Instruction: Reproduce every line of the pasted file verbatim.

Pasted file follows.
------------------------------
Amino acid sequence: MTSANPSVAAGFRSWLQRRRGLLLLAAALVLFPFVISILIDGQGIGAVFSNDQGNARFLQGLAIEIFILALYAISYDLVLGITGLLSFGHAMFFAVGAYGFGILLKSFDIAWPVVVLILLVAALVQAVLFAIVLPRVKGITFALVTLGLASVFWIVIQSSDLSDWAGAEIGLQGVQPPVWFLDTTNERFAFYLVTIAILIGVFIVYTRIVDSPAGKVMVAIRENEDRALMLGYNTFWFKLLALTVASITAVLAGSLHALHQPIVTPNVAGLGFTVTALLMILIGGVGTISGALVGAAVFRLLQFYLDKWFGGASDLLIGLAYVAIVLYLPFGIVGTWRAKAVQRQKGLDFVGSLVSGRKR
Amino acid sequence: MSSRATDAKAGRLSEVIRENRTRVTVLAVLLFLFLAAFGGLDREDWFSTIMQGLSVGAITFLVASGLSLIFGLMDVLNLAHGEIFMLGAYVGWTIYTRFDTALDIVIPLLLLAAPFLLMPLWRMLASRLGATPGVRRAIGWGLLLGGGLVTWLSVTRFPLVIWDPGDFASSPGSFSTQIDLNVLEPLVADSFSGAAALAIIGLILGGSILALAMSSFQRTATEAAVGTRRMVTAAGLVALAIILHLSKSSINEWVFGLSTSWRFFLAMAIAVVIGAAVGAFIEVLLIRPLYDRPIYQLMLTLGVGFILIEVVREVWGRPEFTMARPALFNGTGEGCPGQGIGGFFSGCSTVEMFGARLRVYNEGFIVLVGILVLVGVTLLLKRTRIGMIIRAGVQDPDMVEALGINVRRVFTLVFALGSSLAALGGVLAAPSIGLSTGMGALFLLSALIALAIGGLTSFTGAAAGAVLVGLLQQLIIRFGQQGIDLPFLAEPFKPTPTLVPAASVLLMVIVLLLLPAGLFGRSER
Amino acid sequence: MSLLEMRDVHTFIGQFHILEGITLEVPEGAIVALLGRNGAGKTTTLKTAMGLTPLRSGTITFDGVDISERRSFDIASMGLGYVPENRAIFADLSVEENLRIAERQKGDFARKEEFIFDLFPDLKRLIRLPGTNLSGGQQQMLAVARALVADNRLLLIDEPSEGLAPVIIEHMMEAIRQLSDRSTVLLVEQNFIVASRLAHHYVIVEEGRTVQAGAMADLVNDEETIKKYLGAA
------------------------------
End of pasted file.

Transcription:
Amino acid sequence: MTSANPSVAAGFRSWLQRRRGLLLLAAALVLFPFVISILIDGQGIGAVFSNDQGNARFLQGLAIEIFILALYAISYDLVLGITGLLSFGHAMFFAVGAYGFGILLKSFDIAWPVVVLILLVAALVQAVLFAIVLPRVKGITFALVTLGLASVFWIVIQSSDLSDWAGAEIGLQGVQPPVWFLDTTNERFAFYLVTIAILIGVFIVYTRIVDSPAGKVMVAIRENEDRALMLGYNTFWFKLLALTVASITAVLAGSLHALHQPIVTPNVAGLGFTVTALLMILIGGVGTISGALVGAAVFRLLQFYLDKWFGGASDLLIGLAYVAIVLYLPFGIVGTWRAKAVQRQKGLDFVGSLVSGRKR
Amino acid sequence: MSSRATDAKAGRLSEVIRENRTRVTVLAVLLFLFLAAFGGLDREDWFSTIMQGLSVGAITFLVASGLSLIFGLMDVLNLAHGEIFMLGAYVGWTIYTRFDTALDIVIPLLLLAAPFLLMPLWRMLASRLGATPGVRRAIGWGLLLGGGLVTWLSVTRFPLVIWDPGDFASSPGSFSTQIDLNVLEPLVADSFSGAAALAIIGLILGGSILALAMSSFQRTATEAAVGTRRMVTAAGLVALAIILHLSKSSINEWVFGLSTSWRFFLAMAIAVVIGAAVGAFIEVLLIRPLYDRPIYQLMLTLGVGFILIEVVREVWGRPEFTMARPALFNGTGEGCPGQGIGGFFSGCSTVEMFGARLRVYNEGFIVLVGILVLVGVTLLLKRTRIGMIIRAGVQDPDMVEALGINVRRVFTLVFALGSSLAALGGVLAAPSIGLSTGMGALFLLSALIALAIGGLTSFTGAAAGAVLVGLLQQLIIRFGQQGIDLPFLAEPFKPTPTLVPAASVLLMVIVLLLLPAGLFGRSER
Amino acid sequence: MSLLEMRDVHTFIGQFHILEGITLEVPEGAIVALLGRNGAGKTTTLKTAMGLTPLRSGTITFDGVDISERRSFDIASMGLGYVPENRAIFADLSVEENLRIAERQKGDFARKEEFIFDLFPDLKRLIRLPGTNLSGGQQQMLAVARALVADNRLLLIDEPSEGLAPVIIEHMMEAIRQLSDRSTVLLVEQNFIVASRLAHHYVIVEEGRTVQAGAMADLVNDEETIKKYLGAA